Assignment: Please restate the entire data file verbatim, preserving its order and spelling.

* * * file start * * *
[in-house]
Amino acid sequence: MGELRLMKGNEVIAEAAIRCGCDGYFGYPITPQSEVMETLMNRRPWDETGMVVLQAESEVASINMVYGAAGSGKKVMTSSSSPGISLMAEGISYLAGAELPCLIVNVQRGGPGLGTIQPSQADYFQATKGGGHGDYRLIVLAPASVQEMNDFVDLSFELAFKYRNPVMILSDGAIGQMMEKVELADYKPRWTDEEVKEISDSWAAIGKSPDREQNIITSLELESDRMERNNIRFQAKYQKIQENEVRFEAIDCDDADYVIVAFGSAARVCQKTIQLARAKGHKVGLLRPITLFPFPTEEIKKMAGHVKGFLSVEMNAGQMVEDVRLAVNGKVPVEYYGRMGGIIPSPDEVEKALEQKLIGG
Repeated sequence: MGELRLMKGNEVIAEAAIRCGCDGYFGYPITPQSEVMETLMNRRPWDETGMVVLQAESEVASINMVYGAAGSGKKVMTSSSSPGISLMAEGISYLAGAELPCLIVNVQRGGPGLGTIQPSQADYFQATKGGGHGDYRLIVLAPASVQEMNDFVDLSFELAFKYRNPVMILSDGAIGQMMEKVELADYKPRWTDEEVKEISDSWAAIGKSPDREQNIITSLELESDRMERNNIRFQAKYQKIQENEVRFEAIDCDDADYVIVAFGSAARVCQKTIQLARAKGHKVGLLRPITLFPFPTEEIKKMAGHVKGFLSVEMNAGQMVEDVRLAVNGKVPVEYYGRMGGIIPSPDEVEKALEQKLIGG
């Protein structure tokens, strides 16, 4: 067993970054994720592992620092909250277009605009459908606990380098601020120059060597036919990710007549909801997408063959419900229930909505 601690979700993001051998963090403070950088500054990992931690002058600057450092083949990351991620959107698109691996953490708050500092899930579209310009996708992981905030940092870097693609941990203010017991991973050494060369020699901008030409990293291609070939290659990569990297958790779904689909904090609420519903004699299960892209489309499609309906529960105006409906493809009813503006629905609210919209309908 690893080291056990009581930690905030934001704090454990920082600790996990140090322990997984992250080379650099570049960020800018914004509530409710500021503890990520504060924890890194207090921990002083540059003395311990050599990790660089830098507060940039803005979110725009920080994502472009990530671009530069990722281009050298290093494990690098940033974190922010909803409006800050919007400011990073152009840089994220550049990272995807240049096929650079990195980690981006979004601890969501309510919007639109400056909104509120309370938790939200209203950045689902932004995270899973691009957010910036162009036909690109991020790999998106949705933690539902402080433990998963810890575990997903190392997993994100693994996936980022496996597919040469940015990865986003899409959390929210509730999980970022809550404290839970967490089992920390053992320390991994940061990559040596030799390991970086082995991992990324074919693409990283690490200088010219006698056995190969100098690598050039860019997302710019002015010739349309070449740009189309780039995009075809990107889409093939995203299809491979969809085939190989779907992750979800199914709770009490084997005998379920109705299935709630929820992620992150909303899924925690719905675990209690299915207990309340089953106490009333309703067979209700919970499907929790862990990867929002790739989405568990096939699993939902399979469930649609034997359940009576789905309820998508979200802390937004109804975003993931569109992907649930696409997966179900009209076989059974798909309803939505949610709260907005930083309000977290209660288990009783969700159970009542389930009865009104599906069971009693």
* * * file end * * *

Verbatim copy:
[in-house]
Amino acid sequence: MGELRLMKGNEVIAEAAIRCGCDGYFGYPITPQSEVMETLMNRRPWDETGMVVLQAESEVASINMVYGAAGSGKKVMTSSSSPGISLMAEGISYLAGAELPCLIVNVQRGGPGLGTIQPSQADYFQATKGGGHGDYRLIVLAPASVQEMNDFVDLSFELAFKYRNPVMILSDGAIGQMMEKVELADYKPRWTDEEVKEISDSWAAIGKSPDREQNIITSLELESDRMERNNIRFQAKYQKIQENEVRFEAIDCDDADYVIVAFGSAARVCQKTIQLARAKGHKVGLLRPITLFPFPTEEIKKMAGHVKGFLSVEMNAGQMVEDVRLAVNGKVPVEYYGRMGGIIPSPDEVEKALEQKLIGG
Repeated sequence: MGELRLMKGNEVIAEAAIRCGCDGYFGYPITPQSEVMETLMNRRPWDETGMVVLQAESEVASINMVYGAAGSGKKVMTSSSSPGISLMAEGISYLAGAELPCLIVNVQRGGPGLGTIQPSQADYFQATKGGGHGDYRLIVLAPASVQEMNDFVDLSFELAFKYRNPVMILSDGAIGQMMEKVELADYKPRWTDEEVKEISDSWAAIGKSPDREQNIITSLELESDRMERNNIRFQAKYQKIQENEVRFEAIDCDDADYVIVAFGSAARVCQKTIQLARAKGHKVGLLRPITLFPFPTEEIKKMAGHVKGFLSVEMNAGQMVEDVRLAVNGKVPVEYYGRMGGIIPSPDEVEKALEQKLIGG
């Protein structure tokens, strides 16, 4: 067993970054994720592992620092909250277009605009459908606990380098601020120059060597036919990710007549909801997408063959419900229930909505 601690979700993001051998963090403070950088500054990992931690002058600057450092083949990351991620959107698109691996953490708050500092899930579209310009996708992981905030940092870097693609941990203010017991991973050494060369020699901008030409990293291609070939290659990569990297958790779904689909904090609420519903004699299960892209489309499609309906529960105006409906493809009813503006629905609210919209309908 690893080291056990009581930690905030934001704090454990920082600790996990140090322990997984992250080379650099570049960020800018914004509530409710500021503890990520504060924890890194207090921990002083540059003395311990050599990790660089830098507060940039803005979110725009920080994502472009990530671009530069990722281009050298290093494990690098940033974190922010909803409006800050919007400011990073152009840089994220550049990272995807240049096929650079990195980690981006979004601890969501309510919007639109400056909104509120309370938790939200209203950045689902932004995270899973691009957010910036162009036909690109991020790999998106949705933690539902402080433990998963810890575990997903190392997993994100693994996936980022496996597919040469940015990865986003899409959390929210509730999980970022809550404290839970967490089992920390053992320390991994940061990559040596030799390991970086082995991992990324074919693409990283690490200088010219006698056995190969100098690598050039860019997302710019002015010739349309070449740009189309780039995009075809990107889409093939995203299809491979969809085939190989779907992750979800199914709770009490084997005998379920109705299935709630929820992620992150909303899924925690719905675990209690299915207990309340089953106490009333309703067979209700919970499907929790862990990867929002790739989405568990096939699993939902399979469930649609034997359940009576789905309820998508979200802390937004109804975003993931569109992907649930696409997966179900009209076989059974798909309803939505949610709260907005930083309000977290209660288990009783969700159970009542389930009865009104599906069971009693």